Observations of the David Lam campus neighbourhood during COVID-19
By Jerrison Oracion, Senior Columnist
The Lower Mainland is currently in Phase 3 of BC’s Restart Plan and things are kind of getting back to normal. While elementary schools, middle schools, and high schools will be open when school is back on September 8, most post-secondary institutions, including Douglas College, will not have in-person sessions and classes will be held online (likely through Zoom). It is also possible that the Other Press staff meetings will also happen through Zoom this year.
As the pandemic progresses, more activity has started to occur in the neighbourhood of the David Lam campus—more businesses and restaurants have reopened and eased safety precautions since the beginning of Phase 3. Most of the time that I have been in the neighbourhood, the atmosphere in the New West campus has also been like that.
The David Lam campus will still be open but student services (including financial aid), the registrar’s office, CEIT, counselling, and the library will not be offered in-person. Services will be available through the college’s website or via phone and email. In the library, there are a lot of digital resources available, including streaming services with access to documentaries and educational material.
Coquitlam Centre is not as busy as it used to be during this time considering the safety precautions in place to maintain social distancing. When going around the mall, you have to walk on the right side, and it is recommended that you wear a mask. You are even encouraged to wear a mask in the washroom!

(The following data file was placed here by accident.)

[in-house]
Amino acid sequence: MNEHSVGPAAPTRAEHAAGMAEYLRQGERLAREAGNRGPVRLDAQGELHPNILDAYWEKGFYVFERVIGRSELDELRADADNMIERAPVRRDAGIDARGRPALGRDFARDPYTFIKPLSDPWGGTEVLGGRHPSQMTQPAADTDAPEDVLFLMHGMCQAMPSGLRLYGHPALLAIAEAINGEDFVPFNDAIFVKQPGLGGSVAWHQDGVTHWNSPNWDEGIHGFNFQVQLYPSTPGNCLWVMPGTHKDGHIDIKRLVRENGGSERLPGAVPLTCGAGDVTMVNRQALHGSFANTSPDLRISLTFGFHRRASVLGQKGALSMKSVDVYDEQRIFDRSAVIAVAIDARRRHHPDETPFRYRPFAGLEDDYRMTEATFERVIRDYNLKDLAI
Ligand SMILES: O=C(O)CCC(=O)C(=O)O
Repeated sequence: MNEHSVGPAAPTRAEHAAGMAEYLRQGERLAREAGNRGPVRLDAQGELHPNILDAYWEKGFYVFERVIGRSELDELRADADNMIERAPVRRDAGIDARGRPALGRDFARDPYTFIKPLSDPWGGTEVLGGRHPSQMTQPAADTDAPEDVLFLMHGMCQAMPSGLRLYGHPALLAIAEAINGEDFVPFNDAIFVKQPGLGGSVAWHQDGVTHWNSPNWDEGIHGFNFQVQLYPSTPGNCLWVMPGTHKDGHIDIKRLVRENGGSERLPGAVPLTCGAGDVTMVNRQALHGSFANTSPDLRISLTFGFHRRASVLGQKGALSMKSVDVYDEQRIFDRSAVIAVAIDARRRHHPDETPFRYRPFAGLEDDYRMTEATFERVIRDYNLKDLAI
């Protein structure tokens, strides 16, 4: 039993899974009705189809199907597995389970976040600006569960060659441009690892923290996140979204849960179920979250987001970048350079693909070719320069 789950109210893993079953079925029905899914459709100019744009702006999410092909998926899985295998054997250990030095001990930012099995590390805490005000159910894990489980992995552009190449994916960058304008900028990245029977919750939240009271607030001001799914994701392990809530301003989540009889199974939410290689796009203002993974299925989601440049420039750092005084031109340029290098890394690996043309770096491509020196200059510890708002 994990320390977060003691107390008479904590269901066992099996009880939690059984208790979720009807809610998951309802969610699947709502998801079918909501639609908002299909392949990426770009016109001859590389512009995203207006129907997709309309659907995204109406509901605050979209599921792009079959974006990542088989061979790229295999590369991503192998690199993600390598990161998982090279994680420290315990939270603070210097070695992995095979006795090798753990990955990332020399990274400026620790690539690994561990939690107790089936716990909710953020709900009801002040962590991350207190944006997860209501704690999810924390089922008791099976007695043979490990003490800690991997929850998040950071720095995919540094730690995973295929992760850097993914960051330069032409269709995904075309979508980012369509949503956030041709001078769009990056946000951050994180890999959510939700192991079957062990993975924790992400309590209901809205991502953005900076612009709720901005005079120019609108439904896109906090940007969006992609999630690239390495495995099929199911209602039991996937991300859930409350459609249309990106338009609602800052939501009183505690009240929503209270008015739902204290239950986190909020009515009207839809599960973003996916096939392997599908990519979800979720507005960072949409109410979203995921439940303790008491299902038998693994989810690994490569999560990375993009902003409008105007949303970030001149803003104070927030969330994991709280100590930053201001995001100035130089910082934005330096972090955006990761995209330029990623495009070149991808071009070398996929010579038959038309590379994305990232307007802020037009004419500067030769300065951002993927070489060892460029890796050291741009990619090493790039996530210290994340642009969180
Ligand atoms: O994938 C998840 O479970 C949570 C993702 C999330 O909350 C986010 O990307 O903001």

Some food places are open for takeout while Ricky’s is open with reduced seating at 50 percent capacity. On the topic of food, most restaurants are open for dine-in, depending on whether the restaurant can operate safely with the safety precautions developed by WorkSafe BC and BC Provincial Health Officer Dr. Bonnie Henry. For example, half of the Bubble World near the campus is used for dining in and the other half is converted into a waiting area for takeout—which has a lot of space and is comfortable. At Snowy Village, the entire dining area is empty to allow customers to have space while waiting to get their shaved ice and OZ Korean Cuisine (which is a few blocks away) is still open for takeout if you like to eat Korean fried chicken. In the case of C-Lovers Fish and Chips, the all-you-can-eat option is not available and meals are only available through takeout. Although Starbucks has safety precautions in place, it can get busy because of the warm weather outside. And they do “Happy Hour,” depending on the size of the location.
Parks near campus, including Town Centre Park, are open. They offer a large space and you can do a lot of active things as long as you participate in social distancing. Most of the David Lam campus neighbourhood is back in business, it seems.